See also


  1. 1.0 1.1 1.2 "Galactosemia". The Online Metabolic and Molecular Bases of Inherited Disease. 
  2. "Living with classical galactosemia: health-related quality of life consequences". Pediatrics 113 (5): e423–e428. May 2004. doi:10.1542/peds.113.5.e423. PMID 15121984. 
  3. 3.0 3.1 Bosch AM (August 2006). "Classical galactosaemia revisited". J. Inherit. Metab. Dis. 29 (4): 516–525. doi:10.1007/s10545-006-0382-0. PMID 16838075. 
  4. "Functional analysis of disease-causing mutations in human galactokinase". Eur. J. Biochem. 270 (8): 1767–1774. April 2003. doi:10.1046/j.1432-1033.2003.03538.x. PMID 12694189. 
  5. Online Mendelian Inheritance in Man (OMIM) Galactose Epimerase Deficiency -230350
  6. "UDPgalactose epimerase in lens and fibroblasts: activity expression in patients with cataracts and mental retardation". J. Inherit. Metab. Dis. 23 (4): 383–386. June 2000. doi:10.1023/A:1005699719068. PMID 10896300. 
  7. Galactosemic cataract at NLM Genetics Home Reference
  8. 8.0 8.1 8.2 8.3 8.4 8.5 Kinoshita JH (October 1965). "Cataracts in galactosemia. The Jonas S. Friedenwald Memorial Lecture". Invest Ophthalmol 4 (5): 786–99. PMID 5831988. 
  9. Richter L; Flodman P; Barria von-Bischhoffshausen F et al. (April 2008). "Clinical variability of autosomal dominant cataract, microcornea and corneal opacity and novel mutation in the alpha A crystallin gene (CRYAA)". Am. J. Med. Genet. A 146 (7): 833–842. doi:10.1002/ajmg.a.32236. PMID 18302245. 
  10. Schoon DV (1981). "Cataracts related to enzymes of galactose metabolism". Metab Pediatr Ophthalmol 5 (3–4): 219–23. PMID 6273670. 
  11. 11.0 11.1 11.2 11.3 "The unfolded protein response in lens epithelial cells from galactosemic rat lenses". Invest. Ophthalmol. Vis. Sci. 47 (9): 3951–3959. September 2006. doi:10.1167/iovs.06-0193. PMID 16936110.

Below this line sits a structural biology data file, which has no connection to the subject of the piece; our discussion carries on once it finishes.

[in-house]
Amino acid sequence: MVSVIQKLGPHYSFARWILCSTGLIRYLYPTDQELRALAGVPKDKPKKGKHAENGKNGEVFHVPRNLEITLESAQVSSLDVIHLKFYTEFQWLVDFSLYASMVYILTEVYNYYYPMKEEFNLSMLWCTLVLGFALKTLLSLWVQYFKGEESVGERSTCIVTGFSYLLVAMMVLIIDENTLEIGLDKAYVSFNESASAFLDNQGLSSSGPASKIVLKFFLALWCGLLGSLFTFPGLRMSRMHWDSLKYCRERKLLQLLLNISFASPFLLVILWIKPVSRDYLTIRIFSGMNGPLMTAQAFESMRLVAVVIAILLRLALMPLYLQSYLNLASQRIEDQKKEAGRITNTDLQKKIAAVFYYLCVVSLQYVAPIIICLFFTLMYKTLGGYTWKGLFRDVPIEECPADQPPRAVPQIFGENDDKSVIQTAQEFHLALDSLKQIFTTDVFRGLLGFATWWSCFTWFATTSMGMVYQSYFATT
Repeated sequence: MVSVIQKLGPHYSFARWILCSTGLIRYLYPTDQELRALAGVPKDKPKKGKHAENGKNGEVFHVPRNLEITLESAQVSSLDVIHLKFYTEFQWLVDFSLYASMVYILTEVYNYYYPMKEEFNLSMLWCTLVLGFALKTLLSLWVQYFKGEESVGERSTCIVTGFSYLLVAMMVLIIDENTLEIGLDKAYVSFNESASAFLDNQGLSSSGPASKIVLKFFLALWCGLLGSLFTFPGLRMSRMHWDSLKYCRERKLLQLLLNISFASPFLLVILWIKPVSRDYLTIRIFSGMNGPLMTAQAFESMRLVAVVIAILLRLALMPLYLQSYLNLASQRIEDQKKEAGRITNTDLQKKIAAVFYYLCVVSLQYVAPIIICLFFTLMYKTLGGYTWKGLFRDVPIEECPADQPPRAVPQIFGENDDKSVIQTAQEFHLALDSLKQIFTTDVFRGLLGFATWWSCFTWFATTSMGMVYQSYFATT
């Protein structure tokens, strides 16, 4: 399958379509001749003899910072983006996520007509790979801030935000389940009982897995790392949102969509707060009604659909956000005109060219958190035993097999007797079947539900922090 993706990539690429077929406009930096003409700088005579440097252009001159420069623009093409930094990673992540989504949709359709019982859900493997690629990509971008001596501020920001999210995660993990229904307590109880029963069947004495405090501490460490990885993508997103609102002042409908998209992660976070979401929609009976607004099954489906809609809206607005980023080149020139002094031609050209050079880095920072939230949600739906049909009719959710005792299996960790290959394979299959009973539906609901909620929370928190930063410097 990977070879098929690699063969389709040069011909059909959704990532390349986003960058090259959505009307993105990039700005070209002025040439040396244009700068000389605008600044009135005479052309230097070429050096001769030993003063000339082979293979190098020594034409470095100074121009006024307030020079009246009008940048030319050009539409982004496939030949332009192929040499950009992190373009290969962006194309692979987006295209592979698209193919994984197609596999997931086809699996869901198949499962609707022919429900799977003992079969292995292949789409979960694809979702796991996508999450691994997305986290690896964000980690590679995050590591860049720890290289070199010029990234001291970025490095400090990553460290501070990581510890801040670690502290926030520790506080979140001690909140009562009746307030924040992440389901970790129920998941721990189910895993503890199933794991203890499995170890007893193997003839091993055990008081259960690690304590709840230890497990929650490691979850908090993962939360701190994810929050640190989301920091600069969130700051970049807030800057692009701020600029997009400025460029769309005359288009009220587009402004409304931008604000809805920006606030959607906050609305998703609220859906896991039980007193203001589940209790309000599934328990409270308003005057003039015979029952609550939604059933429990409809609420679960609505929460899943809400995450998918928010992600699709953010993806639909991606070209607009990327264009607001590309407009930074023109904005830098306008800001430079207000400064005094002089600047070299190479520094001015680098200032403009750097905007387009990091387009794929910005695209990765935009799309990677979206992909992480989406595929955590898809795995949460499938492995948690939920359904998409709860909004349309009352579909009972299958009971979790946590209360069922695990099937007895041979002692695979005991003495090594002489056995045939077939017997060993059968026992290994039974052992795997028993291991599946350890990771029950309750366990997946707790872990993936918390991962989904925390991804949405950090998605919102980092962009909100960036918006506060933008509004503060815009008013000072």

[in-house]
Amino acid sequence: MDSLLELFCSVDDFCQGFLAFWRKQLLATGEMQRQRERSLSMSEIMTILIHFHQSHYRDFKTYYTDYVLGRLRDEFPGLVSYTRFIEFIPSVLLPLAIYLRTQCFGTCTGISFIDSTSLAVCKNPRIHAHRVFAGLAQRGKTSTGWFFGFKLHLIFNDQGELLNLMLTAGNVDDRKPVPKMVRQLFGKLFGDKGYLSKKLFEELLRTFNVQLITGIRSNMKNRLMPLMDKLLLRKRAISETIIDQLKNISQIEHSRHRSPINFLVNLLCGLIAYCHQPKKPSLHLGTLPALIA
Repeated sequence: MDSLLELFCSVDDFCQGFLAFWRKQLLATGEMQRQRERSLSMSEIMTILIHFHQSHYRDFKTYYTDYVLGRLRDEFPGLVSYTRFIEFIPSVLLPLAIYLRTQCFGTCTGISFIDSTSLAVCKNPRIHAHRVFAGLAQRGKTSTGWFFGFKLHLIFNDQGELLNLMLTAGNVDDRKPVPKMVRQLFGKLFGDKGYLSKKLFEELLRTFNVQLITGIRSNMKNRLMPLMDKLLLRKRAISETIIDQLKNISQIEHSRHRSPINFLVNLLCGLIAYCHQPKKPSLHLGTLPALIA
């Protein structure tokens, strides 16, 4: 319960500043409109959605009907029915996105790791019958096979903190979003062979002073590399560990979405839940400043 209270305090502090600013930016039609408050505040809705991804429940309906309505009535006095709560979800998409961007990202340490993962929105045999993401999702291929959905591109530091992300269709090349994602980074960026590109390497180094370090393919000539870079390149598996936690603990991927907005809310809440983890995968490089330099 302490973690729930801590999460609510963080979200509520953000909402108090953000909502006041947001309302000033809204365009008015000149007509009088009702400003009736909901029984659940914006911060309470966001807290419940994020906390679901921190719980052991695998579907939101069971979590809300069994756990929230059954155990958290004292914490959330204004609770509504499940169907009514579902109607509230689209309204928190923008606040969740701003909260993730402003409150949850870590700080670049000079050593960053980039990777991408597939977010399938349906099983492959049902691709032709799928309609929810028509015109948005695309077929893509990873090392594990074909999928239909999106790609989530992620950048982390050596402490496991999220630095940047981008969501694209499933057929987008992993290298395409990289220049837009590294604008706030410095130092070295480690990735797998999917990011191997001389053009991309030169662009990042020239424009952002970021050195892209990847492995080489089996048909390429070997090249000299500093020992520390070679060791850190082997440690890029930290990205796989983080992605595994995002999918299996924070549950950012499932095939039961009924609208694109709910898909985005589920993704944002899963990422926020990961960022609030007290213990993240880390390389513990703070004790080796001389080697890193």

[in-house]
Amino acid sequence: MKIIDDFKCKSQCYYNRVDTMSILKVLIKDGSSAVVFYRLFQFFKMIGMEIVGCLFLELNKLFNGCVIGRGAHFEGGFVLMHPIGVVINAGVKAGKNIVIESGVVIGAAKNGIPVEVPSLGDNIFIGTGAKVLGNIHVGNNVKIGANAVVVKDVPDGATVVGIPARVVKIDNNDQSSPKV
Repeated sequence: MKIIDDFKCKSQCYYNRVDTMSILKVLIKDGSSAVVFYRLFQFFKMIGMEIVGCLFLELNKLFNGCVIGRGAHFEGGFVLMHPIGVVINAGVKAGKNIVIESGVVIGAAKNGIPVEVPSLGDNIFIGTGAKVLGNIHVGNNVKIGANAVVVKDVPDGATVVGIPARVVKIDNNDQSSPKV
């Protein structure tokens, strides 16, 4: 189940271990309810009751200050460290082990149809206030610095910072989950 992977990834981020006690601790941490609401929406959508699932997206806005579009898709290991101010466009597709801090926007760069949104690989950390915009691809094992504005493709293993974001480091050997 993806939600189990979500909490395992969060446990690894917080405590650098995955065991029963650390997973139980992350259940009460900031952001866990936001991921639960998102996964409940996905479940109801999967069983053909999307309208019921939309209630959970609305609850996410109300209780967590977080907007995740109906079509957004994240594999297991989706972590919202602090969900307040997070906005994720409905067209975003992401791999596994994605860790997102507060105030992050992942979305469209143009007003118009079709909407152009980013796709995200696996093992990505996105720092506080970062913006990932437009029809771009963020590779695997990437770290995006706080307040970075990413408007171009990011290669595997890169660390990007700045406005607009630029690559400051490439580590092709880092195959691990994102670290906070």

12. EMIS and Patient Publications. 2008.
  13. 13.0 13.1 "Idiopathic presenile cataract formation and galactosaemia". Br J Ophthalmol 73 (1): 48–51. January 1989. doi:10.1136/bjo.73.1.48. PMID 2537652. 
  14. Da Settimo F; Primofiore G; Da Settimo A et al. (April 2003). "Novel, highly potent aldose reductase inhibitors: cyano(2-oxo-2,3-dihydroindol-3-yl)acetic acid derivatives". J. Med. Chem. 46 (8): 1419–1428. doi:10.1021/jm030762f. PMID 12672241. 
  15. De-Souza, Evandro A.; Pimentel, Felipe S. A.; Machado, Caio M.; Martins, Larissa S.; da-Silva, Wagner S.; Montero-Lomelí, Mónica; Masuda, Claudio A. (2014-01-01). "The unfolded protein response has a protective role in yeast models of classic galactosemia" (in en). Disease Models & Mechanisms 7 (1): 55–61. doi:10.1242/dmm.012641. ISSN 1754-8403. PMID 24077966. 
  16. Mustafa, Osama M.; Daoud, Yassine J. (2020-02-20). "Is Dietary Milk Intake Associated with Cataract Extraction History in Older Adults? An Analysis from the US Population" (in en). Journal of Ophthalmology 2020: 1–7. doi:10.1155/2020/2562875. PMID 32148937.